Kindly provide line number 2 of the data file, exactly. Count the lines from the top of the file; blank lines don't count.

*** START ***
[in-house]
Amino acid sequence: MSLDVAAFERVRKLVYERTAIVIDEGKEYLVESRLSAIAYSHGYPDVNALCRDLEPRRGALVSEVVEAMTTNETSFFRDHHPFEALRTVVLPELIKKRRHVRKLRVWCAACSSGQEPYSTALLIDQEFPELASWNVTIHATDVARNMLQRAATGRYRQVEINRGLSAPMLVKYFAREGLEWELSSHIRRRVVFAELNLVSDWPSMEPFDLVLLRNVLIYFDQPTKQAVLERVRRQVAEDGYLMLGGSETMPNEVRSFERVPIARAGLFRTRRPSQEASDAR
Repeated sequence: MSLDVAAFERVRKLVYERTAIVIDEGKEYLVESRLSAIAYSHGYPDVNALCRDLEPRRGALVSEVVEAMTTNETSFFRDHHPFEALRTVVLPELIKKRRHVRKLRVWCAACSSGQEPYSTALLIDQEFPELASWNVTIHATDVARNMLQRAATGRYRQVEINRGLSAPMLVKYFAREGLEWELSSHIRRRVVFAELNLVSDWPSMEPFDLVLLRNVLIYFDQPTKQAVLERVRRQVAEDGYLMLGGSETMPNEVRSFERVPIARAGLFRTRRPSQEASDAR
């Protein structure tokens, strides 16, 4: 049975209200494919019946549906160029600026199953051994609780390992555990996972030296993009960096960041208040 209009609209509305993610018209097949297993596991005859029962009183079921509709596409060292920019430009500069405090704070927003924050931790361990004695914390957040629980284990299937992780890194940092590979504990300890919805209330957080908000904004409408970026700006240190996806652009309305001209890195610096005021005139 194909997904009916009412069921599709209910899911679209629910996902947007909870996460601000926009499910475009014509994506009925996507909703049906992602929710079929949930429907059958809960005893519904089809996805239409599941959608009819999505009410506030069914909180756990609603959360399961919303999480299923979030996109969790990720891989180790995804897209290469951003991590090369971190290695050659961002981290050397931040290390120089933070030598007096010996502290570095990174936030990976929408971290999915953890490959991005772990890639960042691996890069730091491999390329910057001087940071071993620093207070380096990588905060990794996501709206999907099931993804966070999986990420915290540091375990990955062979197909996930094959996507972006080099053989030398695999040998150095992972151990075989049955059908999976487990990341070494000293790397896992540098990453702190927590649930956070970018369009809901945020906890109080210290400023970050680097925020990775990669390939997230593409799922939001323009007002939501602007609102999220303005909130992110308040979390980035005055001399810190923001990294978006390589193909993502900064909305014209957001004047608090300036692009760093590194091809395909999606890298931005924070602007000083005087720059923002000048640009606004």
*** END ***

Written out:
Amino acid sequence: MSLDVAAFERVRKLVYERTAIVIDEGKEYLVESRLSAIAYSHGYPDVNALCRDLEPRRGALVSEVVEAMTTNETSFFRDHHPFEALRTVVLPELIKKRRHVRKLRVWCAACSSGQEPYSTALLIDQEFPELASWNVTIHATDVARNMLQRAATGRYRQVEINRGLSAPMLVKYFAREGLEWELSSHIRRRVVFAELNLVSDWPSMEPFDLVLLRNVLIYFDQPTKQAVLERVRRQVAEDGYLMLGGSETMPNEVRSFERVPIARAGLFRTRRPSQEASDAR